The ad “makes a powerful statement about the way career women are regarded in society—as bossy, aggressive and neglectful of their families" the UK's Guardian notes. “In contrast the male figure is depicted as powerful, dedicated and successful.”
P&G is reportedly buying ads in the US on YouTube, Twitter, Facebook and others, including Pantene's websites worldwide, where its "Be Strong & Shine" campaign adds a #ShineStrong hashtag to the video's original, #WhipIt. It's all good news for Pantene, which has been losing market share in the US but has retained its global haircare title with $3 billion in sales.
But not everyone is enamored with Pantene's 'feminist' message—especially women.Continue reading...
Posted by Mark J. Miller on December 11, 2013 03:13 PM
Most shampoo commercials aren’t the most exciting or engaging in the world, but Pantene’s latest offering in the Philippines has got plenty of people talking.
The ad, set to a cover of Tears For Fears' "Mad World," demonstrates very effectively how women and men are labeled different things in an office environment even when they do exactly the same things. A man can be “persuasive,” but a woman is “pushy.” A man is “smooth,” while a woman is a “show-off.” A man is the “boss.” A woman is just “bossy.” And so on. The tagline? “Don’t let labels hold you back.”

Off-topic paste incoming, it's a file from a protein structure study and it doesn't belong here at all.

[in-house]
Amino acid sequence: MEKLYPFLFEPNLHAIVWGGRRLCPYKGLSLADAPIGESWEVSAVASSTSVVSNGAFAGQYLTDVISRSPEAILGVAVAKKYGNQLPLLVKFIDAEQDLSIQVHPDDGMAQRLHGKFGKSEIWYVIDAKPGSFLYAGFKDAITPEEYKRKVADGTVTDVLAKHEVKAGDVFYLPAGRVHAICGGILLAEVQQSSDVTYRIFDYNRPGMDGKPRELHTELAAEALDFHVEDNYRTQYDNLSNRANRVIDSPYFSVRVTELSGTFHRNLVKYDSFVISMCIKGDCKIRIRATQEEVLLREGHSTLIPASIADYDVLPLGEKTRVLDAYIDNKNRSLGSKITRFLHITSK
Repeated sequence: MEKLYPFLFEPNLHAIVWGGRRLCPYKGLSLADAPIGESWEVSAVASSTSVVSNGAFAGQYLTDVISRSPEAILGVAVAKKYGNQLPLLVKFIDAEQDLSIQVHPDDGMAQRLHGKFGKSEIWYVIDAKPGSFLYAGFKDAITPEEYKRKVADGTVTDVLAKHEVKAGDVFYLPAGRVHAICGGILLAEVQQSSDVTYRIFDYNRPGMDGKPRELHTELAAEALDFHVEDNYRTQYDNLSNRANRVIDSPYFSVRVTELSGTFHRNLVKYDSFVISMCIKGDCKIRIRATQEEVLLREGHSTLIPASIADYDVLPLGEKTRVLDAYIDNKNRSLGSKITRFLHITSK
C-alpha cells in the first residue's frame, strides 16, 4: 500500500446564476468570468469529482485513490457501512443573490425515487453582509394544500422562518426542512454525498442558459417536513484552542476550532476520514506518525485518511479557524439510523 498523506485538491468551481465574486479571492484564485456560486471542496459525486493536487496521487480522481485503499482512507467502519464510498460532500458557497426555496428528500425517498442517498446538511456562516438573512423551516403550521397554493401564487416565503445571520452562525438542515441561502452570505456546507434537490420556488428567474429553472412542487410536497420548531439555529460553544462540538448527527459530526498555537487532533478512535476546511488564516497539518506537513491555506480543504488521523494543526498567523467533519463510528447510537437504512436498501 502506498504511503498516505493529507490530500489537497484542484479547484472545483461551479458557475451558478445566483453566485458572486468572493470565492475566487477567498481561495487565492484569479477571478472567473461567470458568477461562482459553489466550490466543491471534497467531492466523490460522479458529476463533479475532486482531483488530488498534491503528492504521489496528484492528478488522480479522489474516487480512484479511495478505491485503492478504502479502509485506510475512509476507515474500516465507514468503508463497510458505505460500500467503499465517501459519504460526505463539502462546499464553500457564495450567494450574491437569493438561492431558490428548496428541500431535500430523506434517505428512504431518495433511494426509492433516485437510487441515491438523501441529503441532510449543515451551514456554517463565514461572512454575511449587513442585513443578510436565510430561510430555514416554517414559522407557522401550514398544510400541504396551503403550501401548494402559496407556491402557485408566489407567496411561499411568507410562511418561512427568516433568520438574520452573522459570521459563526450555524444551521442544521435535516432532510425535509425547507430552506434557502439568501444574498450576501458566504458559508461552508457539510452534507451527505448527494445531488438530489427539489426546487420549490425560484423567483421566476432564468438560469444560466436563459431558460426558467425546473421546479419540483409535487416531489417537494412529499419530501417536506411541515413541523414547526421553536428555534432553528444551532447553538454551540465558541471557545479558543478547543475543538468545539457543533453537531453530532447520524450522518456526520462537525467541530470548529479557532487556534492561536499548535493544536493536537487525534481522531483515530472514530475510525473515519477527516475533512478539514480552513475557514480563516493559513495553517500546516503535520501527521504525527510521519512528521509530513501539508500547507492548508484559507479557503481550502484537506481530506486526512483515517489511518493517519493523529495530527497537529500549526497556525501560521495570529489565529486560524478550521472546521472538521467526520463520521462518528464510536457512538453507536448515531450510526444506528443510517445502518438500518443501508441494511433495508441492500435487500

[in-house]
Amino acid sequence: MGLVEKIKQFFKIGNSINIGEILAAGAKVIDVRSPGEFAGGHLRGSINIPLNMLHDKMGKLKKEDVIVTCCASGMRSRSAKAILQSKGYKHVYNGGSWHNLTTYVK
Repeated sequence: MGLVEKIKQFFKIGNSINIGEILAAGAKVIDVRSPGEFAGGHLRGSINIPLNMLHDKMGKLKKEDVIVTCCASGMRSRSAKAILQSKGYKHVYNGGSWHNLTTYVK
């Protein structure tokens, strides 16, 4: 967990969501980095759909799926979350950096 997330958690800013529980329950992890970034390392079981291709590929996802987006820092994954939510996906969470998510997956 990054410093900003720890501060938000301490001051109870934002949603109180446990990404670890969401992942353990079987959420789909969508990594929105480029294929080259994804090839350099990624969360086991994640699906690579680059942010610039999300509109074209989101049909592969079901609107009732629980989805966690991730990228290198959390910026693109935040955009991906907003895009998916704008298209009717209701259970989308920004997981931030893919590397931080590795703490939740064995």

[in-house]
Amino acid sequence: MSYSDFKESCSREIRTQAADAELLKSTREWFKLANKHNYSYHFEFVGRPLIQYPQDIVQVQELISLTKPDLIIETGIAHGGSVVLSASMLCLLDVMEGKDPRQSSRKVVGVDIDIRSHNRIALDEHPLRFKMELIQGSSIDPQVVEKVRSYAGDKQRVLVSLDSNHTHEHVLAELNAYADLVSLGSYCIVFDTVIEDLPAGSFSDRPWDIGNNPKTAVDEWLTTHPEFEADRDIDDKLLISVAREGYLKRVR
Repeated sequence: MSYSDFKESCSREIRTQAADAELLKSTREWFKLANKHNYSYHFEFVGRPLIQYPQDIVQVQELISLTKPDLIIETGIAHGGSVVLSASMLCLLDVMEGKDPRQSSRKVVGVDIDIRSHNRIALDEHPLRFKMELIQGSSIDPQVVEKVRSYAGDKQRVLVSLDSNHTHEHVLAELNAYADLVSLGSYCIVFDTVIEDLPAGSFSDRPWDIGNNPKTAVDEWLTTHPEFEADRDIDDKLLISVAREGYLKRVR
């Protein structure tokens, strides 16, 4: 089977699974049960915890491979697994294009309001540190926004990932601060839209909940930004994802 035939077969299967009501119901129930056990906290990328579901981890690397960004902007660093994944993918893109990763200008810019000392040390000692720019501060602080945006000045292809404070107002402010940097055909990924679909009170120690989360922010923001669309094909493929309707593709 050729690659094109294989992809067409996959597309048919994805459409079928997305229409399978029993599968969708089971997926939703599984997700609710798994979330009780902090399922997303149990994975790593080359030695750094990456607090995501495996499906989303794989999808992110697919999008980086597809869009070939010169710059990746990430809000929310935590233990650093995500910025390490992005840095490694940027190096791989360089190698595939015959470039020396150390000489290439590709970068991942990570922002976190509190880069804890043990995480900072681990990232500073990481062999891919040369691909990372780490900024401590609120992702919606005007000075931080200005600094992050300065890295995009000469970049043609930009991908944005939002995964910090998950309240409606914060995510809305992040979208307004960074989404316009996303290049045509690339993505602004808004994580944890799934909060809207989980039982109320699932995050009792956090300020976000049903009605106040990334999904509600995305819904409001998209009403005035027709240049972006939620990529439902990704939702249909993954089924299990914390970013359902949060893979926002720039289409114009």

One of those people talking about the ad is Sheryl Sandberg, the COO of Facebook and author of Lean In: Women, Work, and the Will to Lead, a book that has inspired a lot of discussion since it debuted back in March. Sandberg posted the ad to her Facebook page as well as the following for her 1.2 million friends to enjoy: “This is one of the most powerful videos I have ever seen illustrating how when women and men do the same things, they are seen in completely different ways. Really worth watching. Lean In prize of the day for sure!” Continue reading...
Posted by Sheila Shayon on July 31, 2013 01:54 PM
After fumbling with that glass ceiling all too long, women are starting to gain some serious support among business and tech companies.
Google, Politico and the Tory Burch Foundation have announced a partnership to create Women Rule, a programming and event series that highlights female leaders, their experiences and their advice to their female peers.
The initiative will produce a four-part series in Washington, D.C., to be streamed online via a Women Rule media hub that will also sell Women Rule apparel, with the proceeds going to charities, including the Tory Burch Foundation.Continue reading...
Posted by Shirley Brady on March 24, 2013 01:02 PM
New York mayor Michael Bloomberg unveils $12 million ad campaign (above) for Mayors Against Illegal Guns that lobbies for background checks to reduce gun violence, while NYC's municipal data geek squad makes headlines.
Starbucks CEO Howard Schultz defends same-sex marriage support to shareholders as brand expands loyalty rewards to other retailers.